The two primary types of carpets are kilims (flat-woven) and halı (knotted). Kilims emerged around 7000 B.C. in the Anatolian region, while halı were likely created by Turkish tribes during the 8th century and brought to the Anatolian region during the 12th century. Often, kilims and halı were used on walls and floors of stone houses to keep them warmer.
Between the 12th and 19th centuries, creating carpets became a much more profitable industry, as well as a way for artists to express themselves. Each carpet was, and is, handwoven using a variety of products such as wool, silk, or cotton. The centuries of experience, technique, and tradition of Turkish carpets is the reason they are so valuable today.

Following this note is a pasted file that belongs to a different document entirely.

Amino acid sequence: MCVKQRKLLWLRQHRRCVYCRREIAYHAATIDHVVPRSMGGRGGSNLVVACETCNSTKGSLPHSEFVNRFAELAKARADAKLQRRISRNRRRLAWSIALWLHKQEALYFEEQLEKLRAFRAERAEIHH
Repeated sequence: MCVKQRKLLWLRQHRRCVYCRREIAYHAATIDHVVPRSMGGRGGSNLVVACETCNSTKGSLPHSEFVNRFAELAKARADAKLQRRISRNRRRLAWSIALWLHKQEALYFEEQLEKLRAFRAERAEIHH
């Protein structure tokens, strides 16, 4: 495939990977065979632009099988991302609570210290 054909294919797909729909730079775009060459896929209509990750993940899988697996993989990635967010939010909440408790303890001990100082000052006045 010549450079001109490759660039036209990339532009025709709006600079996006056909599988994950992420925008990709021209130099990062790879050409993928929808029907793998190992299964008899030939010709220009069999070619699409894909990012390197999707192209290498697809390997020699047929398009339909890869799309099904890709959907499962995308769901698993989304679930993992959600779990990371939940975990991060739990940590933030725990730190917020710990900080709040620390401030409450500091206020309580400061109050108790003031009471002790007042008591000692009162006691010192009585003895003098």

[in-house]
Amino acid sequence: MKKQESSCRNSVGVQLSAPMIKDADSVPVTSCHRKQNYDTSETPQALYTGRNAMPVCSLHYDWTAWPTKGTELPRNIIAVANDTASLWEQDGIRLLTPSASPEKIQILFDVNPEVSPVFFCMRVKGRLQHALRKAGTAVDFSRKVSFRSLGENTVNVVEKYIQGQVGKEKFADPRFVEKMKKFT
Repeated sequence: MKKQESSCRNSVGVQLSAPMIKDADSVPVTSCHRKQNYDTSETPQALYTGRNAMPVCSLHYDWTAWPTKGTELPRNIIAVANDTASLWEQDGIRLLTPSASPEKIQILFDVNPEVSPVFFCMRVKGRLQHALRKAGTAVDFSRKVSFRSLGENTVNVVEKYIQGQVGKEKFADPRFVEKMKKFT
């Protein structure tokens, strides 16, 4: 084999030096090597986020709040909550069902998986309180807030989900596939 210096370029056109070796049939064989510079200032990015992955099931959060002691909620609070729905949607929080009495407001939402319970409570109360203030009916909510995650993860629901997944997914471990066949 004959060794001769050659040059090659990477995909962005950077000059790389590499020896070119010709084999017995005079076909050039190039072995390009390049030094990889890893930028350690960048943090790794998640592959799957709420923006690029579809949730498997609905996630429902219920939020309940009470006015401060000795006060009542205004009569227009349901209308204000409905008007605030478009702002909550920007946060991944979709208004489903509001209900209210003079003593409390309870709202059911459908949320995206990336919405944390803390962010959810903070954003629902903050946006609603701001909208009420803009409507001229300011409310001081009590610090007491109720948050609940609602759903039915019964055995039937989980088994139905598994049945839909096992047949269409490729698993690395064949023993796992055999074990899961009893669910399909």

Turkish carpets were first introduced to Europe in the early 19th century and rapidly gained popularity to the point in which the demand surpassed supply. When machine-products were introduced, they were noticeably much lower quality.
Following this, many shops began producing hand-made carpets again to create the highest quality, most authentic, and most traditional carpets and artwork available.